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Leading Through Disruption

Julia Zdrahal-Urbanek

A Key Role For HR Leaders: To Spar With Their Colleagues In The C-Suite

January 3, 2023

Julia Zdrahal-Urbanek, managing partner of AltoPartners Executive Search Austria and board director at Gebrüder Ulmer, shares key leadership lessons with Anastassia Lauterbach and Adam Bryant in this “Leading Through Disruption” interview.

Lauterbach: What are the key lessons you’ve learned as a director, coming from executive search?

Zdrahal-Urbanek: Everyone who joins a board should be clear about their role on the board and understand who the main contributors and who the main stakeholders are. Also, what are the expectations? What is the added value that you are expected to bring to the business?

The second thing is, make sure you’re aligned with everyone else in the boardroom. Make sure you have all the information that you need. Because people may not be giving you all the information that you do need.

Bryant: How do you think about private boards, including boards of family enterprises. What is the difference between them and public companies?

Zdrahal-Urbanek: The stakeholder situation is completely different, and there are specific skillsets for the CEOs that become less important, since they don’t have to interact with the capital markets. Mostly though, you have to consider different values. Family businesses often have a very long-term perspective for decision-making, including long-term succession-planning.

Lauterbach: What are the key skills that board directors need?

Zdrahal-Urbanek: You need to be able to challenge your senior executives. You have to know what your own values and your own targets are. And it’s not about putting yourself at the center of the conversation. You need to listen in many directions.

You have to know what your own values and your own targets are.

The same is true if you are a C-suite member. You need to be able to reflect a lot, to listen, to understand what is going on around you in order to lead in an effective way. You need to get the right people, but you also need to create an environment in which you can keep the best talent. Because “A” players want to be challenged, and not patronized.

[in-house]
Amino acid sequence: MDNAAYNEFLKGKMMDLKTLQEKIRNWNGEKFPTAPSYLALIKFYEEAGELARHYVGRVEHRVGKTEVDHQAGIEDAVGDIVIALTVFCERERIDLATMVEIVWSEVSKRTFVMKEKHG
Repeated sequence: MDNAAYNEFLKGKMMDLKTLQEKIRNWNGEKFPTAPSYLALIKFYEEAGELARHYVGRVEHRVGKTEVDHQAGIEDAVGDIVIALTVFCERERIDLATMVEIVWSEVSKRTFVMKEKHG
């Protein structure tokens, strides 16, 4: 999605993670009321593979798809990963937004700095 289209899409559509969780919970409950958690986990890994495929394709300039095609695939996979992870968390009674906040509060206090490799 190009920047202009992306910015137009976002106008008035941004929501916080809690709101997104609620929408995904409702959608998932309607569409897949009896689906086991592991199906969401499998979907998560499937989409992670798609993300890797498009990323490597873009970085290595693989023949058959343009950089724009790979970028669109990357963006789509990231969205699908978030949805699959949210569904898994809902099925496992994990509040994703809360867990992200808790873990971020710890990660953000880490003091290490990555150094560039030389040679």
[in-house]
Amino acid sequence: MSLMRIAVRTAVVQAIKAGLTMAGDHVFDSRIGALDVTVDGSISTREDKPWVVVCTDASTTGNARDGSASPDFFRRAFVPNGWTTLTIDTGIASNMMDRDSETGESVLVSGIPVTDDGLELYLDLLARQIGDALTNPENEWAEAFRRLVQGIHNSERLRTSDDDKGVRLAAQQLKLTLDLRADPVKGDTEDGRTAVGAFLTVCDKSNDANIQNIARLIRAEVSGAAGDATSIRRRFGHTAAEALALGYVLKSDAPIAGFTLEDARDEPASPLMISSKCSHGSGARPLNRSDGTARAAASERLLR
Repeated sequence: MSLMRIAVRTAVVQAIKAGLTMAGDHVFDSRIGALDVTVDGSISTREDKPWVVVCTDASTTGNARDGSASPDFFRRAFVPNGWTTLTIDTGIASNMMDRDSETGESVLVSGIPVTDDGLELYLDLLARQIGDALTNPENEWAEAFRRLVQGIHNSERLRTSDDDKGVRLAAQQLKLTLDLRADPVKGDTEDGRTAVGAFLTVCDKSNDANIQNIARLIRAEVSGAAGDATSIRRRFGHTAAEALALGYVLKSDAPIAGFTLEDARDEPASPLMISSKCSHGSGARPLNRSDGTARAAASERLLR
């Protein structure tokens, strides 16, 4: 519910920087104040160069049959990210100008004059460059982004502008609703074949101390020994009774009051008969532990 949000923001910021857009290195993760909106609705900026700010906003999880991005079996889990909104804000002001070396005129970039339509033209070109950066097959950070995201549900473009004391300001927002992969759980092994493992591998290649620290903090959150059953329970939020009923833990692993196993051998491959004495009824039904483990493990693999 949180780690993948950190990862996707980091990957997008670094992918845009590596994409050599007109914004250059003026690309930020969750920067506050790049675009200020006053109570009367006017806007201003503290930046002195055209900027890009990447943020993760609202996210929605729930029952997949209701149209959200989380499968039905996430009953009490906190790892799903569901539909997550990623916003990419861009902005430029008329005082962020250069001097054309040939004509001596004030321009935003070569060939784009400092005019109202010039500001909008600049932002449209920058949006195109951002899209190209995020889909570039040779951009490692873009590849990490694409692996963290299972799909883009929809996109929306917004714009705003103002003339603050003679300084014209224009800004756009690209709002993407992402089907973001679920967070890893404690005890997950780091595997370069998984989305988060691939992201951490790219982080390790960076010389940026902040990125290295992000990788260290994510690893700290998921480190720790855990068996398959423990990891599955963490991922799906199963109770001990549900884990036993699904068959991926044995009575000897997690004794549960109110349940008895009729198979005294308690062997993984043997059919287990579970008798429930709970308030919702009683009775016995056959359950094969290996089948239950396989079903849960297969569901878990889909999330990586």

Bryant: How do you see the role of the CHRO evolving?

Zdrahal-Urbanek: It has transformed from a more administrative role to where HR has a bigger impact in guiding the company. But there needs to be more understanding of what kind of added value HR can bring to the organization. HR, in my view, should always be part of the C-suite team.

One of the most important roles of the CHRO is to be a sparring partner to the CEO. It’s about being involved in all strategic and operational management topics, in order to be able to contribute to all business matters. They should also play the role of sparring partner with the rest of the senior management team, to help them reach their targets.

Although heads of HR play a big role in talent management, CEOs should be aware that one of their most important responsibilities is to hire senior management. This is not something a CEO can delegate anymore. This is something a great CHRO should support and should manage. But the selection process should be done by the CEO.

Lauterbach: What are the key leadership lessons you’ve learned in your career?

Zdrahal-Urbanek: I’m someone who really learned leadership by watching others. I have been fortunate to be always surrounded by people I could learn from, and who had more experience than me. And I always had people with experience who supported me and challenged me, and who I could always go to with questions.

Executive search is one of the best industries to learn about leadership, because you observe so many types of leadership. You see many positive examples, and also negative ones. The information is there. You just need to be reflective and decide what to do with this information.

I think you really need to respect others and appreciate others. Listen to them and understand what you need to do in order to help them be successful. But also let them watch and let them learn. Give them the environment they need, which differs from person to person, of course. Be flexible. But also have the courage to give feedback if someone needs development.